Diaco is now the head coach at Connecticut. Enter Brian VanGorder, who has been plying his trade in the NFL after coordinating one of the best defenses at Georgia a decade ago.
The Irish lose five starters on the front seven, led by nose guard Louis Nix III and defensive end Stephon Tuitt. Inside linebacker Jarrett Grace may have to skip the 2014 season as he continues a slow recovery from a nasty leg injury. That would leave the Irish with a former walk-on, undersized Joe Schmidt, lining up next to the team’s most dynamic defensive player, Jaylon Smith, who moves from Sam to Will linebacker.
KeiVarae Russell looks like one of the best cornerbacks in the nation. Sophomore Cole Luke will challenge fifth-year Florida transfer Cody Riggs for the starting job opposite Russell. Fifth-year senior Austin Collinsworth heads into ’14 on a three-game interception streak. Sophomore Max Redfield, a former five-star recruit, takes over at the other safety.
Previewing Notre Dame’s Specialists for 2014:
Kyle Brindza talks like a football player, not a kicker, and looks like a linebacker. He converted 23-of-31 field goals in 2012 and 20-of-26 in 2013 with half his games coming on Notre Dame’s treacherous old stadium turf. Brindza also took over punting duties last fall, averaging 41.1 yards per attempt.
Kelly took Cincinnati to BCS games in back-to-back seasons (2008-09) and Notre Dame to the national championship game in 2012. He did it with offense in Cincinnati and defense at Notre Dame.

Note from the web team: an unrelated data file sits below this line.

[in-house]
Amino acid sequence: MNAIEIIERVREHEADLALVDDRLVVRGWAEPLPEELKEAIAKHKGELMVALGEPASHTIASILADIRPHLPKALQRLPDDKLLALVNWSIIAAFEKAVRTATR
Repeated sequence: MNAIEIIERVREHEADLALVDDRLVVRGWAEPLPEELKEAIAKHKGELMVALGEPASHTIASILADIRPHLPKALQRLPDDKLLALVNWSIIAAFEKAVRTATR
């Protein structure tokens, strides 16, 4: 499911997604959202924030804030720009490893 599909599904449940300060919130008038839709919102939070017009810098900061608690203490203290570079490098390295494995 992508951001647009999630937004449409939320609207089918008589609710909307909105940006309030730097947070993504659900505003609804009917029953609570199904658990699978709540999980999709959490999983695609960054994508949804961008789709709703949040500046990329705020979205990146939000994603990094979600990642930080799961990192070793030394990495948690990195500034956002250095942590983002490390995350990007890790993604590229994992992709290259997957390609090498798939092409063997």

With a defense that loses five of its front seven — a year after it bid farewell to Manti Te’o, the most decorated defensive football player in college football history — it’s imperative that Kelly and his new offensive coordinator, long-time assistant/first-time coordinator Mike Denbrock, carry the lion’s share of the burden in 2014 while the defense gets its bearings.
If the offense can average 30-plus points per game — which means producing against good defenses, too — and VanGorder can create a productive, up-tempo defensive attack to mask some of the unit’s deficiencies, the Irish could make a run at a spot in the initial College Football Playoff.
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Five Reasons Why Athlon Sports is Picking Notre Dame No. 13:
1. Everett Golson’s return